I was not aware that the National Socialist Party was fielding candidates in next year’s election. In fact, I was not aware that there were enough Nazis in the United States to run for any elections. But then, I saw the #bluewave at the bottom and it became clear to me. By Nazi, they are referring to the Republicans.
This meme is as pernicious as it is false. It is false because neither of the major American political parties is anything at all like the Nazis. Here is the official 1920 platform for the National Socialist German Worker’s Party (NSDAP or Nazi). There may be superficial similarities with one or both of the American parties in some of the planks, but I doubt very much if either party would endorse a platform anything like the Nazi platform. It seems particularly odd to compare the party whose president has a Jewish son-in-law, is probably the most pro-Israel president in the history of US-Israeli relations, and who has just signed an executive order against college anti-semitism with the Nazis, given that the one thing the Nazis were most infamous for was their hatred of the Jews. I wonder if the creator of this meme actually knows anything at all about the Nazis, or about history in general. Probably not.
This meme is pernicious because the attitude it displays tends to undermine the norms that the members of any polity, especially a democratic republic such as ours must adhere to survive. The loser of an election must concede gracefully to the winner. The winner must not attempt to change the rules or rig the system to maintain power. Elections and policy debates must follow rules everyone agrees to and ought not to be changed because one side dislikes the results. Factions that oppose the ruling faction’s policies must be viewed as members of the loyal opposition and not as traitors. The ruling faction’s policies may be opposed but not the system itself. There must be respect for opposing viewpoints. Above all else, political violence must be accepted under any circumstance. By following these rules, our republic has had peaceful transfers of power between leaders and political parties for over two hundred years. Ceasing to follow these rules will mean an end to that long, proud record.
The problem is that if you see people, not as fellow citizens you happen to have different ideas but as members of one of the vilest groups in the history of politics, you will probably not feel much desire to compromise or deal with them. After all, if they are Nazis, you have to stop them, by any means available. You need not concede elections when your opponents are Nazis. You do not need to respect their opinions. You can engage in blatant electoral fraud, deplatform and shout down their supporters, ostracise them, conduct impeachment on bogus grounds and even sanction violence against them. If the leader of the opposing party is literally Hitler, then why not attempt to assassinate him? If his supporters are Nazis why not assault them? They are the ones promoting violence and genocide in the first place.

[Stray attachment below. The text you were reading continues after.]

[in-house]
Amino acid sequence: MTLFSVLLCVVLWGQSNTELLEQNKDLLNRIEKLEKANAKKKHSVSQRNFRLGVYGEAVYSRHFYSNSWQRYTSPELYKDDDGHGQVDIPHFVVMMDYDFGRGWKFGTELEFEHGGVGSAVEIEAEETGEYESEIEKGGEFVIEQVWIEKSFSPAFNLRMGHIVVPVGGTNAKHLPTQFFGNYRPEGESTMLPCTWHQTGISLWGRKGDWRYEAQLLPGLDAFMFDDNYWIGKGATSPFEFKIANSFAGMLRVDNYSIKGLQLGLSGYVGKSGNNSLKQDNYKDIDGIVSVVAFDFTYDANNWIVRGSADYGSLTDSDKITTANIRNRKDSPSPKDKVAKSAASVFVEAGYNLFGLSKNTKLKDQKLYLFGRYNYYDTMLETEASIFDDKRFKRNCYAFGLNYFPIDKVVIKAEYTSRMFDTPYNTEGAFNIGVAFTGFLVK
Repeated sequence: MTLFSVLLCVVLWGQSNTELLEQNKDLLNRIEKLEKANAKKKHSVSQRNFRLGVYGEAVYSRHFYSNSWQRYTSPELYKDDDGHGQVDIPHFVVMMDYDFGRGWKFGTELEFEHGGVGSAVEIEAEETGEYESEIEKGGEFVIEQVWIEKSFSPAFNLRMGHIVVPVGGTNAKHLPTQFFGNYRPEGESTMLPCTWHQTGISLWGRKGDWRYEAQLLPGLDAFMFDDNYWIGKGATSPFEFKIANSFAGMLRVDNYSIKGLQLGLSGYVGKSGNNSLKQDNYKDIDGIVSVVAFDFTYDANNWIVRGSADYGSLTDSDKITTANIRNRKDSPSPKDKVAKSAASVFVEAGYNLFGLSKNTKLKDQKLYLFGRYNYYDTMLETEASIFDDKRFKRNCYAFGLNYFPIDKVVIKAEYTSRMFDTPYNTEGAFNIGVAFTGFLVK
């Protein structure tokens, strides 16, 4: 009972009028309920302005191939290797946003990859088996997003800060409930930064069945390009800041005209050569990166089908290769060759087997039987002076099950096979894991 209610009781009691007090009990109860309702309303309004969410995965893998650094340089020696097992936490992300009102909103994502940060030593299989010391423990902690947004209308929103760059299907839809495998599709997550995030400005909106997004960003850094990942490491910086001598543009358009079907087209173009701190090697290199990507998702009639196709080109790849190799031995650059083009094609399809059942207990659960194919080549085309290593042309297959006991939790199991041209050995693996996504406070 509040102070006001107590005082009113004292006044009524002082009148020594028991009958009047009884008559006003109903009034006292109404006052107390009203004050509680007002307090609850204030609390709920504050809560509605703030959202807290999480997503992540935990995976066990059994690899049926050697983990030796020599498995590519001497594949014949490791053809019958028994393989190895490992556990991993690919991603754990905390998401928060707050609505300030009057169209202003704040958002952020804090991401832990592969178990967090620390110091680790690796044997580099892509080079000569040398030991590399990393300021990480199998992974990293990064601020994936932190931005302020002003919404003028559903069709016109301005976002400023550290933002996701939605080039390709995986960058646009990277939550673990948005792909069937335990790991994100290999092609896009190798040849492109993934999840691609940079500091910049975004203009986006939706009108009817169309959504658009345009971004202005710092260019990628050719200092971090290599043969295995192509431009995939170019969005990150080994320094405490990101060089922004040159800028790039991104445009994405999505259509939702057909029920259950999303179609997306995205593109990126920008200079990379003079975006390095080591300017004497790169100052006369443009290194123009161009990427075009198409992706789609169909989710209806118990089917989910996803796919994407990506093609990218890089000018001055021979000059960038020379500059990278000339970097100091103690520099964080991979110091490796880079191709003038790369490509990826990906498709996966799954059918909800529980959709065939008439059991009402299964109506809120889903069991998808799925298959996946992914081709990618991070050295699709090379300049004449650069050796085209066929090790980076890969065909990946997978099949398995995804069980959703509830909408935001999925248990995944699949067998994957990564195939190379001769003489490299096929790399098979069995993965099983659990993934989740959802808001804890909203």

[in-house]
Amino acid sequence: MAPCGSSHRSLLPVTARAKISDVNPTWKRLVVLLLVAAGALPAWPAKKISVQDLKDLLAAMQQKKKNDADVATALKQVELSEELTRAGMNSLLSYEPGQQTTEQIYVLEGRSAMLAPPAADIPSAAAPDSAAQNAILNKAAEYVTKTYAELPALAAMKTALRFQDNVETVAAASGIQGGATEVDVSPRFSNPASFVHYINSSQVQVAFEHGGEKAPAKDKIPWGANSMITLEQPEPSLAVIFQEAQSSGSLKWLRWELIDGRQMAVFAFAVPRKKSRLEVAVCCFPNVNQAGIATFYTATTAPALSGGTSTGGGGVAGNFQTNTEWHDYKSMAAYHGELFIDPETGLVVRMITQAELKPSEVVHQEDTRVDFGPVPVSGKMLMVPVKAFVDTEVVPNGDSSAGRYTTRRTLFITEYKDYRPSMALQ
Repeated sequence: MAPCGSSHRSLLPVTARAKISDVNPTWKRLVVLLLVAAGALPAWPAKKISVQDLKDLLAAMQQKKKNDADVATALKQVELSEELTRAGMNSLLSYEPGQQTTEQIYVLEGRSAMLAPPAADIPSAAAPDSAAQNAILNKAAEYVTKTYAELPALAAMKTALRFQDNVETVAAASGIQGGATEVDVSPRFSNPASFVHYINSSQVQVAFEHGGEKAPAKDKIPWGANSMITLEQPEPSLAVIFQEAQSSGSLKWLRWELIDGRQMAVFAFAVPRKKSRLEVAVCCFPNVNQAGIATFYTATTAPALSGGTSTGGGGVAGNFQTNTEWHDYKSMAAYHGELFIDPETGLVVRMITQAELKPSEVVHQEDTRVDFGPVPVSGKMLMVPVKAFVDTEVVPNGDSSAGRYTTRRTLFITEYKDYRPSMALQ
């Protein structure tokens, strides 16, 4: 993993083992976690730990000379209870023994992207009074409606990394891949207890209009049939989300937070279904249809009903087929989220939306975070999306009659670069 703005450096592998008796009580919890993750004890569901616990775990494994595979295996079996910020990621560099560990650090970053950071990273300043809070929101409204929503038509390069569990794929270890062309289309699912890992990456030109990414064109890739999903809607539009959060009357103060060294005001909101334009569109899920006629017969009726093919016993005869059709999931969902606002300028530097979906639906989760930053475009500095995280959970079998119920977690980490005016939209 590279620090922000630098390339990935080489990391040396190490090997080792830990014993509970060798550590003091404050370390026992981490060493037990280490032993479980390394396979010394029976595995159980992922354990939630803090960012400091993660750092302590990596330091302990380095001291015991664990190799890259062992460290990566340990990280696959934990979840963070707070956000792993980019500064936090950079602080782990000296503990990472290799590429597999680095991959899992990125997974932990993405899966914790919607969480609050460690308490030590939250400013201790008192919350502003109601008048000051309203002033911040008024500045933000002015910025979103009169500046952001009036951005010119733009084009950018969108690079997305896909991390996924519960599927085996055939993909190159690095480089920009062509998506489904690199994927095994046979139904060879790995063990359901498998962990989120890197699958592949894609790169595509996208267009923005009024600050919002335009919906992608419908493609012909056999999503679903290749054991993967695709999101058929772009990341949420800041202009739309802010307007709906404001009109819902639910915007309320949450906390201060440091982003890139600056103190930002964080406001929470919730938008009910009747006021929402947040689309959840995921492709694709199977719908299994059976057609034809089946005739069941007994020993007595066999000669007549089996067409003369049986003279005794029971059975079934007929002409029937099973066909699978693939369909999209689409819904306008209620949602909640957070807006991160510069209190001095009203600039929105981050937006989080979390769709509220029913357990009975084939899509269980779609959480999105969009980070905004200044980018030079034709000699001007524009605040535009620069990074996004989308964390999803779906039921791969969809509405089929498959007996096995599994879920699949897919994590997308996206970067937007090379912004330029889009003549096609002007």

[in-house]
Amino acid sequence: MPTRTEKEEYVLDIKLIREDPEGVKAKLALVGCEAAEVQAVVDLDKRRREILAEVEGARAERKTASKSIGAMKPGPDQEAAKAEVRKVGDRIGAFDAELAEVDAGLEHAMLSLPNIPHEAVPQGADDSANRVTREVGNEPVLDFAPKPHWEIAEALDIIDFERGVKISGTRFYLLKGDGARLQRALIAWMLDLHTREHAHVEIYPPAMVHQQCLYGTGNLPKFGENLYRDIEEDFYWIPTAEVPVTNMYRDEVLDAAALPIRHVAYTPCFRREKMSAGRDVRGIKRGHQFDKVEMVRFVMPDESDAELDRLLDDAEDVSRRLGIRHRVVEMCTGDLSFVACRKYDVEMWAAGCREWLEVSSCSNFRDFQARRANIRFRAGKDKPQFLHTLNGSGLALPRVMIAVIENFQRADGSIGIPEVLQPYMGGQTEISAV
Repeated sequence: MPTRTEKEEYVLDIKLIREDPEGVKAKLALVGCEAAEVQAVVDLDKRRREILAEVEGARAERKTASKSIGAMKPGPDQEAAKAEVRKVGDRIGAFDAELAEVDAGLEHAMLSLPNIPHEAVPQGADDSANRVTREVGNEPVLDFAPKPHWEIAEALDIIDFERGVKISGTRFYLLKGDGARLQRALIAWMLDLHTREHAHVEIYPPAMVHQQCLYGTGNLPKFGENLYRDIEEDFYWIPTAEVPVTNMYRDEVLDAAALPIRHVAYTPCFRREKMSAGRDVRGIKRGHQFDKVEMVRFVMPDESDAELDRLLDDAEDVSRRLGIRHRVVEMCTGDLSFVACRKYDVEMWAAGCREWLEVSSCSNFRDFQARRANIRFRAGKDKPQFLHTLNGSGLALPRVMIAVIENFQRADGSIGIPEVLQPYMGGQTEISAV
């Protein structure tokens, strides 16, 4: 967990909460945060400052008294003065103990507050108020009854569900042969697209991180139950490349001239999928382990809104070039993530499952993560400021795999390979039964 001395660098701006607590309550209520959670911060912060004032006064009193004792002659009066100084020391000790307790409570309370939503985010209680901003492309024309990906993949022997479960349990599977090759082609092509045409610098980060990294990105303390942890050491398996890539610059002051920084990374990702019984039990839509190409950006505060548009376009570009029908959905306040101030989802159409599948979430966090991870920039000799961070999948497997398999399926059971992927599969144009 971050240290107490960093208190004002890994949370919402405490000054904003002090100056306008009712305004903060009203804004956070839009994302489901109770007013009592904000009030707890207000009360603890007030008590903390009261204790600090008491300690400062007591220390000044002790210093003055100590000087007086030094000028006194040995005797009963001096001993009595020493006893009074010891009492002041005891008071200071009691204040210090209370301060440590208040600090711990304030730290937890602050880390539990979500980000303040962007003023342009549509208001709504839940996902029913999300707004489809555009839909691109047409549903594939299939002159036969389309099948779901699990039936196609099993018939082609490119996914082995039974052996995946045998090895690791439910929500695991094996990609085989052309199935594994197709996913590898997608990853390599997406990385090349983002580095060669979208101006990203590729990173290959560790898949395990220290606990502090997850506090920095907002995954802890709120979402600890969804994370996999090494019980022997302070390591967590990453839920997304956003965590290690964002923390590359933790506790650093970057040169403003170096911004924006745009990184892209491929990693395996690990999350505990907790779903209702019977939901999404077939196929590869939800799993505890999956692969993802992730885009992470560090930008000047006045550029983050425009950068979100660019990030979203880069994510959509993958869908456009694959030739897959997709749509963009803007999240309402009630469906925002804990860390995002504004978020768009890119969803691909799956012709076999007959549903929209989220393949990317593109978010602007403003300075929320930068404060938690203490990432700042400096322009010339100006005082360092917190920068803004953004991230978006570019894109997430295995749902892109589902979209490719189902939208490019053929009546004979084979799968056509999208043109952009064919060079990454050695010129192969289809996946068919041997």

We are standing on the edge of an abyss here in America. We are just a few steps away from stepping off the edge, into shattering the political norms that have allowed for the peaceful transfer of power in this country for more than two centuries. No matter where you stand politically, liberal or conservative, Republican or Democrat, no matter how you feel about President Trump, you do not want want to live in a country in which those norms have broken down. You do not want to live in the kind of country in which political violence has been normalized. There have been people on the Left who imagine themselves as part of #theresistance and people on the right who fantasize about second amendment solutions to encroaching socialism. These people have no idea what they would be getting into. If their fantasies come true, they will find themselves in a situation uglier than they can imagine.
History is full of countries in which the political norms have broken down; the last century of the Roman Republic, the Spanish Civil War, Weimar Germany, and many, many others, Once broken down, the norms are almost impossible to reestablish. The results of that breakdown are seldom greater liberty, but tyranny. It is very difficult to climb back out of the abyss.
There is still time. We can still step back from the edge. It may be difficult, but the alternative is so much worse. We can begin by not sharing memes like the one above. The people of the opposing party are not Nazis or Communists. They are our fellow citizens, whose differing opinions we ought to respect. There is no one in American politics who is even slightly like Hitler, or Stalin, or any other dictator. If you do not like the president or any other politician, say so. Vote against him or her in the next election. But please, don’t seek to break the system just because someone you don’t like is in office. They won’t be in office forever. The damage to our institutions might be forever. Let’s all walk away from the cliff while there is still time.
In those days Caesar Augustus issued a decree that a census should be taken of the entire Roman world. 2 (This was the first census that took place while Quirinius was governor of Syria.) 3 And everyone went to their own town to register.